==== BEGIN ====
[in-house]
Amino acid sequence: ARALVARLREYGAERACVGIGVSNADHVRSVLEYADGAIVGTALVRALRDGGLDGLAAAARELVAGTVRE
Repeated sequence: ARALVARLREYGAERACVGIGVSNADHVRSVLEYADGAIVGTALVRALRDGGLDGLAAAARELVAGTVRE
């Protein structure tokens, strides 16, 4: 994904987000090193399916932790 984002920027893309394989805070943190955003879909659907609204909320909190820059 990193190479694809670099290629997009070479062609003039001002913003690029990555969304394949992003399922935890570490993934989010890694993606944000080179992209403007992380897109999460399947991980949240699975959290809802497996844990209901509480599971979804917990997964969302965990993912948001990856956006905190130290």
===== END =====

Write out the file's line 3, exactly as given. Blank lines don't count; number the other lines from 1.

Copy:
Repeated sequence: ARALVARLREYGAERACVGIGVSNADHVRSVLEYADGAIVGTALVRALRDGGLDGLAAAARELVAGTVRE